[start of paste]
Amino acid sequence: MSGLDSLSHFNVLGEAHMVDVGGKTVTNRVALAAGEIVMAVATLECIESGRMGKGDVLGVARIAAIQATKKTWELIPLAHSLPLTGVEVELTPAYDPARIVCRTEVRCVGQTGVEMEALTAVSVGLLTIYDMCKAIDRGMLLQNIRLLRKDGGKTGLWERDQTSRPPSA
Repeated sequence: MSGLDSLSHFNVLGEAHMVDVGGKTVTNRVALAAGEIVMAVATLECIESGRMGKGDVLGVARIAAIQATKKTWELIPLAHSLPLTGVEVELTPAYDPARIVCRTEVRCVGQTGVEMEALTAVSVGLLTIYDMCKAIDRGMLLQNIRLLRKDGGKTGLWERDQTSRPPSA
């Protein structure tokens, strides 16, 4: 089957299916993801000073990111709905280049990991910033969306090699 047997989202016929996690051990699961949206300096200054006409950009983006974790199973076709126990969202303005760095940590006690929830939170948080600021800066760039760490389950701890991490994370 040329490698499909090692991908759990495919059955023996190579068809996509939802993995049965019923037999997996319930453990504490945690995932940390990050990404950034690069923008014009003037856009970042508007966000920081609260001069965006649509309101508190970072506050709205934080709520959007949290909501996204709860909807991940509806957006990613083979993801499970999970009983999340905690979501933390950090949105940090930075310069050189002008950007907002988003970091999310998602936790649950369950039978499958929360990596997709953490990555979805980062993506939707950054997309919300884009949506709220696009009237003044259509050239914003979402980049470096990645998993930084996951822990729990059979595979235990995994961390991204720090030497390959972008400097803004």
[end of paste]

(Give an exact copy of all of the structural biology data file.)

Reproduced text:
Amino acid sequence: MSGLDSLSHFNVLGEAHMVDVGGKTVTNRVALAAGEIVMAVATLECIESGRMGKGDVLGVARIAAIQATKKTWELIPLAHSLPLTGVEVELTPAYDPARIVCRTEVRCVGQTGVEMEALTAVSVGLLTIYDMCKAIDRGMLLQNIRLLRKDGGKTGLWERDQTSRPPSA
Repeated sequence: MSGLDSLSHFNVLGEAHMVDVGGKTVTNRVALAAGEIVMAVATLECIESGRMGKGDVLGVARIAAIQATKKTWELIPLAHSLPLTGVEVELTPAYDPARIVCRTEVRCVGQTGVEMEALTAVSVGLLTIYDMCKAIDRGMLLQNIRLLRKDGGKTGLWERDQTSRPPSA
């Protein structure tokens, strides 16, 4: 089957299916993801000073990111709905280049990991910033969306090699 047997989202016929996690051990699961949206300096200054006409950009983006974790199973076709126990969202303005760095940590006690929830939170948080600021800066760039760490389950701890991490994370 040329490698499909090692991908759990495919059955023996190579068809996509939802993995049965019923037999997996319930453990504490945690995932940390990050990404950034690069923008014009003037856009970042508007966000920081609260001069965006649509309101508190970072506050709205934080709520959007949290909501996204709860909807991940509806957006990613083979993801499970999970009983999340905690979501933390950090949105940090930075310069050189002008950007907002988003970091999310998602936790649950369950039978499958929360990596997709953490990555979805980062993506939707950054997309919300884009949506709220696009009237003044259509050239914003979402980049470096990645998993930084996951822990729990059979595979235990995994961390991204720090030497390959972008400097803004």